“All the artists are visitors and all the visitors are artists,” says Jakub Hošek about Creepy Teepee, an annual music festival taking place in the small gothic town of Kutná Hora in the Czech Republic. This year running over three days from July 7 to 9, the event carries on its nearly decade-long anarcho-punk approach to programming, one that’s fully DIY and in support of its community and Hošek is one of its organisers. “Artists mix with the audience, and there is no real place to hide for anyone, no real backstage,” he writes to us via email. “It’s very easy to feel like a family during this short time.”
The ‘family’ that Hošek speaks of is quite an impressive one. There are co-organisers Nik Timková and Štěpán Bolf, of course, and then a slew of some of the most exciting emerging and emerged producers and artists around. From new up-and-comers like Bonaventure, coucou chloe, Mechatok, and Bad Gyal, to some fairly big names in their own fields, including Princess Nokia, Sega Bodega, Yves Tumour and Mykki Blanco, the list of must-see performers is endless.”It’s always big relief and feel of joy when something ‘hard to get’ for us happens!” reveals Hošek, whose Creepy Teepee team also boasts an unofficial ‘ambassador’ in Pictureplane.
To open its ninth year running in the medieval surroundings of a historical UNESCO site, the aforementioned US-based producer contributes an hour-long hardcore mix to accompany a conversation with its founders on their past, present and future. It’s a festival founded in the “world wide weird” of online social networks, with an ongoing commitment to great music and ongoing cultural activism.
** Tell us a little bit about the mission statement of Creepy Teepee festival.
Jakub Hošek: Creepy Teepee is not a classic music festival. It’s more a community meeting for people who love music and are interested in contemporary tendencies in music and art, feeling the same social attitudes… It’s about openness and tolerance. No genre is illegal. The line up could be radical but we will never make any compromise regarding the character of this event — we will never change that for the comfort of sponsorship, for example…
Our mission is to create a space without borders, with the feeling of friendship and the lust to confront yourself with incoming progressive cultural approaches; to live intensively in the here and now. Also to think about the possible future we are facing and start a common discourse on how to change the world and make it better for everyone!
** On your website’s ‘about’ section it lists some fairly positive ‘rules’: ‘No Racism // No Sexism // No Homophobia // No Nationalism // No Violence,’ and ‘No borders / No Genders.’ Has this always been your policy since the start, or has it developed over time?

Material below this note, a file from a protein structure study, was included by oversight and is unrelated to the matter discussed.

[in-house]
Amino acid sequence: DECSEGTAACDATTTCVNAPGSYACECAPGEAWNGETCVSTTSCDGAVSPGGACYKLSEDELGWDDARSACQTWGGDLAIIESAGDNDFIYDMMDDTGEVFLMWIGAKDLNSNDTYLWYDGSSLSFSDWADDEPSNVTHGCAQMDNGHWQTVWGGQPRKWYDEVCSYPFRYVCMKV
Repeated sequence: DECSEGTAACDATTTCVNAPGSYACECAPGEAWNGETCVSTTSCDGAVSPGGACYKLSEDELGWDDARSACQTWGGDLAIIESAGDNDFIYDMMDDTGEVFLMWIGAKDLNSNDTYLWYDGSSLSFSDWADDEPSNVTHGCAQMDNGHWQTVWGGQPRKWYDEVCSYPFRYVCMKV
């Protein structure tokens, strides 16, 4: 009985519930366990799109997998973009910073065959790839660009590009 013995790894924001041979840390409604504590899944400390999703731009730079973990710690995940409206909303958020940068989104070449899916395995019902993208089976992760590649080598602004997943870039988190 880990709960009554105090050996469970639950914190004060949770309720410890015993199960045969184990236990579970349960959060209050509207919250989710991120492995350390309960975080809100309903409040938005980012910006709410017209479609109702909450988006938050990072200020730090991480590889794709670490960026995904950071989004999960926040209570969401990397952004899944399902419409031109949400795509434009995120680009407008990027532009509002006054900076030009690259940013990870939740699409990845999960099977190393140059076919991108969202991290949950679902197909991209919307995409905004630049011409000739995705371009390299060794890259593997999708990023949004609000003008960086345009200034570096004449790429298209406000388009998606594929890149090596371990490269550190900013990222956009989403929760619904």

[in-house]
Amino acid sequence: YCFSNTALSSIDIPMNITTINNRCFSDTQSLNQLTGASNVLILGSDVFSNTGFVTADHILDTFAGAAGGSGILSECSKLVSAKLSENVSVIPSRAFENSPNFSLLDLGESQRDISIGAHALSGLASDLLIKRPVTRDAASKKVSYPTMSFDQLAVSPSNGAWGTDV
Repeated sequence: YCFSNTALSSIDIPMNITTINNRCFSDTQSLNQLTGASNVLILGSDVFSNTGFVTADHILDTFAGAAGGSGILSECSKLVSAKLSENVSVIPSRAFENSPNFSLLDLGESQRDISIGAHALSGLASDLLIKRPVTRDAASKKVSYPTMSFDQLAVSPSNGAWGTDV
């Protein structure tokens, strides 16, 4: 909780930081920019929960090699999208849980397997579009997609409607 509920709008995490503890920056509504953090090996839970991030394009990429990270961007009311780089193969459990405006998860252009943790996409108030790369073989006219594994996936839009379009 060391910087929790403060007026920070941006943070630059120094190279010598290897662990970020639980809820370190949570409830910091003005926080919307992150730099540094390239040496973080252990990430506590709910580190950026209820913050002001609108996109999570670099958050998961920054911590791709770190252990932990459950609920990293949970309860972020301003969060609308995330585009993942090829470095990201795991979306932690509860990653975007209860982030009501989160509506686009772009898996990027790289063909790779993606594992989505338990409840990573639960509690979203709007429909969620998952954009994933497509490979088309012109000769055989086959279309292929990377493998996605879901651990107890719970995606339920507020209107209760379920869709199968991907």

JH: We feel these rules should not be positive but obvious! Of course, the urge and responsibility to say it loud and clear comes from the current social and political situation in Middle Europe, and everywhere else where racism and prejudice feels more and more accepted by the general public. We came from a direct environment of engaged anti-system fighting in the 90s when we were teenagers and since 2003, when we started A.M.180 collective and later Creepy Teepee.
** In that time, have you seen a shift in how other festivals run, in terms of enforcing safe spaces and encouraging diversity in line-ups?
JH: Lots of festivals grow up fast and commercialize. Line-ups more adjust to wider audience’s taste and less risk is taken in adventurous decisions.
** Given the artists you have on the programme — emerging artists, along with more established ones from a similarly networked ‘scene’ — what do you think it is about Creepy Teepee that welcomes and attracts this set?JH: It may be the emphasis on interconnections and perception of contexts! Everything comes from something, all actions and tendencies are connected. We try to book artists we follow and listen to, sometimes for many years, and who we appreciate, for the continuity in their work and for their strong impact on contemporary musical language.
** How instrumental has social media been to the development of Creepy Teepee?
JH: Essential! We are not interested in classical media. Social media connects us to a global community of people with the same mindset. Apart from social media, our only PR are the whispers of festival visitors 🙂 Thank you all for that!
** Has your approach to organising and promoting the event changed over time? Have changes in social media contributed to those differences?
JH: Except for dramaturgy and visuals, we have no given positions and everyone is doing what they can, we all do it in our spare time when we are not working, every bit of help is welcome. Self-organisation and devotion to the cause is a must to be able to withstand doing this festival. That is probably why it’s just a small crew and that’s understandable. We all do this without getting paid for it — starting with curators and ending with volunteers helping during the three days.**
– phase fatale, ‘spoken ashes’
– broken english club, ‘wreck’
– tzusing, ‘4 floors of whores’
– marc ash, ‘cecilio (alexey volcov mix)’
– spit mask, ‘blacksheet’
– bellatrix, ‘rebirth’
– JT whitfield, ‘ansias loop’
– sacrestia del santissimo sangue, ‘sigillo della luce nella pietra’
– sacrestia del santissimo sangue, ‘sovrana sofferenza’
– GAM, ‘supra gymnastics’
– Upsetter, ‘invisigoth’
– L/F/D/M, ‘between kills’
– Tackle, ‘grondman’
– spit mask, ‘easily intimidated’
– rimbaudian, ‘U R beautiful’